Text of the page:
June 17 will mark 40 years since President Richard Nixon, citing drug abuse as “Public Enemy No. 1,” officially declared a “War On Drugs.” A trillion dollars and millions of ruined lives later, a political consensus is emerging that the War On Drugs is a counterproductive failure.
The Drug Policy Alliance is leading advocates all across the country in marking this auspicious date with a day of action to raise awareness about the catastrophic failure of drug prohibition and to call for an exit strategy from the failed War On Drugs.
“Some anniversaries provide an occasion for celebration, others a time for reflection, still others a time for action,” said Ethan Nadelmann, executive director of the Drug Policy Alliance. “Forty years after President Nixon declared his war on drugs, we’re seizing upon this anniversary to prompt both reflection and action. And we’re asking everyone who harbors reservations about the war on drugs to joint us in this enterprise.
“The objective is to work with legislators who dare to raise the important questions, by organizing public forums and online communities where citizens can take action,” Nadelmann said. “We are enlisted unprecedented numbers of powerful and distinguished individuals to voice their dissent publicly, and organizing in cities and states to investigate new dialogues and directions in local policies.”
Fifty events will be held in 15 states, including major cities such as New York, Los Angeles, Chicago, San Francisco and New Orleans. The day of action will be highlighted by a high-profile event with elected officials in Washington, D.C.
Prominent elected officials, celebrities and VIPs, along with Nadelmann, will convene for a press conference on Thursday, June 16 at 1 p.m. at the Newseum in Washington, D.C. (555 Pennsylvania Ave. NW) to set the stage for the anniversary and day of action.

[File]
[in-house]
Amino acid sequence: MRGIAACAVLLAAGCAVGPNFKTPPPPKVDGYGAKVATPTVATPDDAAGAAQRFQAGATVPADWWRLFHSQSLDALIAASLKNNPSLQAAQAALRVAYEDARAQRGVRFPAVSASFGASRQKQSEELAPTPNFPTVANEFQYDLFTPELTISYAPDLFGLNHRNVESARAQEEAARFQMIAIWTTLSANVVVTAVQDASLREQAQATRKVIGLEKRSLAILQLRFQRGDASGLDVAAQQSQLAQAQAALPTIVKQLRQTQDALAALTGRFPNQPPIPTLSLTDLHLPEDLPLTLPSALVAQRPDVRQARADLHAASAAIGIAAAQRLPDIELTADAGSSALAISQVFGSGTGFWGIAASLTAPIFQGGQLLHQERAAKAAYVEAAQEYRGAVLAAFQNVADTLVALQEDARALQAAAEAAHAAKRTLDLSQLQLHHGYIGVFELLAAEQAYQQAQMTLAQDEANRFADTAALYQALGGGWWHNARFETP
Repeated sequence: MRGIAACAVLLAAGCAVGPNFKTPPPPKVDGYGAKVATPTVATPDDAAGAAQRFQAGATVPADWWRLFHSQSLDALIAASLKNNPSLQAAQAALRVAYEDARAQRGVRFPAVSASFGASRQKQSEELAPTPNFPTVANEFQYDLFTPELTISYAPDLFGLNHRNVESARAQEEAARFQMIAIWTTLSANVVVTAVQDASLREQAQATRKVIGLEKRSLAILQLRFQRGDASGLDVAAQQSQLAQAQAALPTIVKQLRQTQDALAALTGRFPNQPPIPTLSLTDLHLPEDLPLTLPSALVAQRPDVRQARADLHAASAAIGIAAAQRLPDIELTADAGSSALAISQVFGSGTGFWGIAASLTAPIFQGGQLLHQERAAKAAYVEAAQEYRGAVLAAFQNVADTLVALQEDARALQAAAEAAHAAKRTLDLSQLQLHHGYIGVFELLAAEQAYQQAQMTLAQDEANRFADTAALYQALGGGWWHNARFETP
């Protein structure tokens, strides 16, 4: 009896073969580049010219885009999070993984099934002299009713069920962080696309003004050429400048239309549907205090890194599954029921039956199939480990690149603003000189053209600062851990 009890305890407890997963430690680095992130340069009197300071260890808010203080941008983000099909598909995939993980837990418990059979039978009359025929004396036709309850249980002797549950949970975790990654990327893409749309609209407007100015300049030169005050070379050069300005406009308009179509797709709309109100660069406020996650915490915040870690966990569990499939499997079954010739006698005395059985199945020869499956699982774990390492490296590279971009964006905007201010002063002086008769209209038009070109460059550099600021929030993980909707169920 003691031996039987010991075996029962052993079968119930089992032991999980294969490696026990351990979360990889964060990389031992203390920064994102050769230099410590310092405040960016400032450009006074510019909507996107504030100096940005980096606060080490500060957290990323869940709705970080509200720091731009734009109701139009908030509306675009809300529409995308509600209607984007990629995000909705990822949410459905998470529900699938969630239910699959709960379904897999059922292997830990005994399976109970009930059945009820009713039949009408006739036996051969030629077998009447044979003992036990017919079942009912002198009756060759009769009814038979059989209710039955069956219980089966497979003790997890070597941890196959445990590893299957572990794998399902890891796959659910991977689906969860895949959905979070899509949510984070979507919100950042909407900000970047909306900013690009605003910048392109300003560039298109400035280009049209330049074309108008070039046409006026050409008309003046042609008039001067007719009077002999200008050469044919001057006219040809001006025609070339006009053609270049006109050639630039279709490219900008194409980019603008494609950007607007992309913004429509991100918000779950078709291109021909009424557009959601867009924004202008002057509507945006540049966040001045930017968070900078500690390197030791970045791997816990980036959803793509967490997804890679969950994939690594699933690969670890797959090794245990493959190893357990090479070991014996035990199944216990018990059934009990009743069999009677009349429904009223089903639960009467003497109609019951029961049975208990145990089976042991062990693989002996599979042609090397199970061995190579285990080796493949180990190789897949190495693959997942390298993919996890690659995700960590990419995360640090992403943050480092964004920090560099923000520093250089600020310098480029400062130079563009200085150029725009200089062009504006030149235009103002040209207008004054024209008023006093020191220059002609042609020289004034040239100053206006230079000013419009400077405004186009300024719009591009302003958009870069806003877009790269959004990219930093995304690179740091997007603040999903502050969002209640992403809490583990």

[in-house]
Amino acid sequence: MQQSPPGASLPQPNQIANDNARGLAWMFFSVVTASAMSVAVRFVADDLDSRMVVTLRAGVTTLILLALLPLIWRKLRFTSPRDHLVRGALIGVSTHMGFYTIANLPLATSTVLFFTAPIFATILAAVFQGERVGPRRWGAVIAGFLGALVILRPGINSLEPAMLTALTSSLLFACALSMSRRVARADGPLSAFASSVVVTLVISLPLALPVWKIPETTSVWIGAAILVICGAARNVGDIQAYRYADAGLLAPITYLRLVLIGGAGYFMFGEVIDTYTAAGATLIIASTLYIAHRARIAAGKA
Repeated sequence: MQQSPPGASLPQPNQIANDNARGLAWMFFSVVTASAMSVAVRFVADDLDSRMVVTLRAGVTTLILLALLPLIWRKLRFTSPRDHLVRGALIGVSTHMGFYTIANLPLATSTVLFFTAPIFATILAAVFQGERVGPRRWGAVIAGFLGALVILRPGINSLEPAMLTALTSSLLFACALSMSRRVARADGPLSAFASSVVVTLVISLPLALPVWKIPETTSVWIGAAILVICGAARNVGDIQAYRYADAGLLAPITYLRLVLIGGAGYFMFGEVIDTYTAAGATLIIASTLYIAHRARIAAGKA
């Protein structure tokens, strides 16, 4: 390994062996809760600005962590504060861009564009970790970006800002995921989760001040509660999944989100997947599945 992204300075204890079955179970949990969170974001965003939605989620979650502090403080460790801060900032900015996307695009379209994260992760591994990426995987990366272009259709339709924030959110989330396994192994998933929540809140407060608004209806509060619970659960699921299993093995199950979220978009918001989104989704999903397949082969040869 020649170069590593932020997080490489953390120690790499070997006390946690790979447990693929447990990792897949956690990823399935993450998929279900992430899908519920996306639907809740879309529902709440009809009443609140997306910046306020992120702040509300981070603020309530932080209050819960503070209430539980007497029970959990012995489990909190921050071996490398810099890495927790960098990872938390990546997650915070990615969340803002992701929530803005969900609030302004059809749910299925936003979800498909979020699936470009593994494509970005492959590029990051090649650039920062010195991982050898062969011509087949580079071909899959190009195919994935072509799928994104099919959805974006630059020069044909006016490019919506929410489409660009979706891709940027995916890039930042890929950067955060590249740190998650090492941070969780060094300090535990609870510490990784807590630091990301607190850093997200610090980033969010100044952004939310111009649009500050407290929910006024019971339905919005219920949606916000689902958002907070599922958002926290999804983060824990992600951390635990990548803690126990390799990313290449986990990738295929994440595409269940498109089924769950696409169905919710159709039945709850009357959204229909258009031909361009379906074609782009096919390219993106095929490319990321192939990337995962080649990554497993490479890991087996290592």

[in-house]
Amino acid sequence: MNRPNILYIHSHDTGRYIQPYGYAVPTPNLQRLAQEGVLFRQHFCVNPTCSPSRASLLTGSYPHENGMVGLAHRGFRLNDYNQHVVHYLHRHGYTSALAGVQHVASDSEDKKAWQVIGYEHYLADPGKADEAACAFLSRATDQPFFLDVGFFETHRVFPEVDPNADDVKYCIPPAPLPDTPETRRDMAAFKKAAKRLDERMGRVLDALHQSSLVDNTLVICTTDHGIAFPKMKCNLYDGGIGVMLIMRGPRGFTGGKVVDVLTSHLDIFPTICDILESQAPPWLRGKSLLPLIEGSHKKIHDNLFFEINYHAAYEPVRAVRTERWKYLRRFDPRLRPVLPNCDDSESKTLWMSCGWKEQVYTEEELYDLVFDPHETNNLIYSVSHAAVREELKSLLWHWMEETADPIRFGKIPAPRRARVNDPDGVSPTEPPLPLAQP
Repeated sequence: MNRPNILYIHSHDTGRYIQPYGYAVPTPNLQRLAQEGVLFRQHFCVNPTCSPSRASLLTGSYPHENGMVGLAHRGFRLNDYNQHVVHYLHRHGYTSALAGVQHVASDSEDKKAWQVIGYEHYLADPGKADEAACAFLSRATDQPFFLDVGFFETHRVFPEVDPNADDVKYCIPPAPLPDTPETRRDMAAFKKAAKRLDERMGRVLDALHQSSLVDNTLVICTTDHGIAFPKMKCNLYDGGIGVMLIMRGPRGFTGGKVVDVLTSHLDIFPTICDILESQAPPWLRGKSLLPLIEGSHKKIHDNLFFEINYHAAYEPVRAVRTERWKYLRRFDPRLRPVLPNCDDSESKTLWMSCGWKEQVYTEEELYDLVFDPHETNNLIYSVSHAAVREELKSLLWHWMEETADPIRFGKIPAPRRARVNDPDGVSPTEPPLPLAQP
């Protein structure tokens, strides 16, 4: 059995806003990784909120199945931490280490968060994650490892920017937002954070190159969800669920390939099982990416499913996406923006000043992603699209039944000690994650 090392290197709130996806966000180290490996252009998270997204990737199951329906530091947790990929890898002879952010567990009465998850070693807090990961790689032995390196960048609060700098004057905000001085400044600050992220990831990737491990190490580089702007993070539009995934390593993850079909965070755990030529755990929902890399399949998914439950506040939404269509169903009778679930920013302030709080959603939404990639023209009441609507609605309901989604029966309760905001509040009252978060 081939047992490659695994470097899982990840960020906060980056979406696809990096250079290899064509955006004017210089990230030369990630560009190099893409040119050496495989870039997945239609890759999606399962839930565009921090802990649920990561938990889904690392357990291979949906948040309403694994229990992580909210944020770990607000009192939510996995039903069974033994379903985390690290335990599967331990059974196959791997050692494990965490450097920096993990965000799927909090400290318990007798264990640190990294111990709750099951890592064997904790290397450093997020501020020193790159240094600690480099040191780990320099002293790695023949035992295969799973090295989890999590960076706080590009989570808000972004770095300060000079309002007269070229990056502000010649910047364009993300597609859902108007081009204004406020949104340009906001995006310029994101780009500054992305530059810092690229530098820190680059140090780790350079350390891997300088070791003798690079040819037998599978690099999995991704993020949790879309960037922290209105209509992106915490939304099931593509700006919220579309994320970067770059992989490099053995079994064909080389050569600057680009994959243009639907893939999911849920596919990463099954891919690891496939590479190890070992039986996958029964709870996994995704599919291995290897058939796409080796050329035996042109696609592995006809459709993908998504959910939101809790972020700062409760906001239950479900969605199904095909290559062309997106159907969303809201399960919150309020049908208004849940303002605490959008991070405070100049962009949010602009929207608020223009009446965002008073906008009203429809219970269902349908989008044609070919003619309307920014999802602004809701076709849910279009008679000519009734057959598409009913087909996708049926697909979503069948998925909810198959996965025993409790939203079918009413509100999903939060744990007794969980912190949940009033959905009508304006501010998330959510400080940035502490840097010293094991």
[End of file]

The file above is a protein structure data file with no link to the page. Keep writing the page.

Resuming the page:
The press conference and actions come on the heels of the Global Commission on Drug Policy, which released a report on June 2
calling for a major paradigm shift in how or society deals with drugs, including decriminalization and legal regulation. The report sent a jolt around the world, generating thousands of international media stories.
The commission is comprised of international dignitaries including Kofi Anna, former Secretary General of the United Nations; Richard Branson, entrepreneur, founder of the Virgin Group; and the former presidents of Brazil, Colombia, Mexico, and Switzerland. Representing the United States on the commission are George P. Shultz, Paul Volcker, and John Whitehead.
“What’s really needed is the sort of reckoning that identifies as the problem not just drug addiction but prohibition as well — and that aims to reduce the role of criminalization in drug control to the maximum extent possible while enhancing public safety and health,” Nadelmann said. “What better way to mark the 40th anniversary of the war on drugs than by breaking the taboos that have precluded frank assessment of the costs and failures of drug prohibition as well as its varied alternatives.”
Day of Action events include:
• Washington, D.C.: Leaders from African American and religious communities, including Rev. Jesse Jackson and Dr. Ron Daniels, will hold a forum at the National Press Club on June 17 to denounce current Drug War policies. Leaders will call for a new direction in drug policy that reduces the role of the criminal justice system and that addresses the devastating impact of drug policies on black communities.
• Chicago: Hundreds of Chicagoans will gather at the James R. Thompson Center to rally against the drug policies that have led to injustices such as the extreme racial disparities in Illinois’s prisons and jails.
• Los Angeles: Grassroots organizations and students, including Students for Sensible Drug Policy, Pico Youth and Family Center, Mothers United to End the War on Drugs, All Of Us Or None, Hornies Unidos and other criminal justice organizations, will stage a Day of Action to call for an end to the War On Drugs and mass incarceration. Also, the William C. Velasquez Institute will host a forum in Los Angeles with top Latino leaders to discuss the impact of the Drug War on Latino communities.
• New York City: Advocates, community leaders and elected officials will attend a forum and silent vigil at the Harlem State Office Building to highlight the impacts of the Drug War on New York communities. The event is being organized by Women On the Rise Telling HerStory (WORTH).
• New Orleans: Local criminal justice organizations will commemorate the 40th anniversary of President Nixon’s declaration of War On Drugs with a Second Line March that is a “funeral for the failed War On Drugs.”
To see a compilation of events around the nation, click here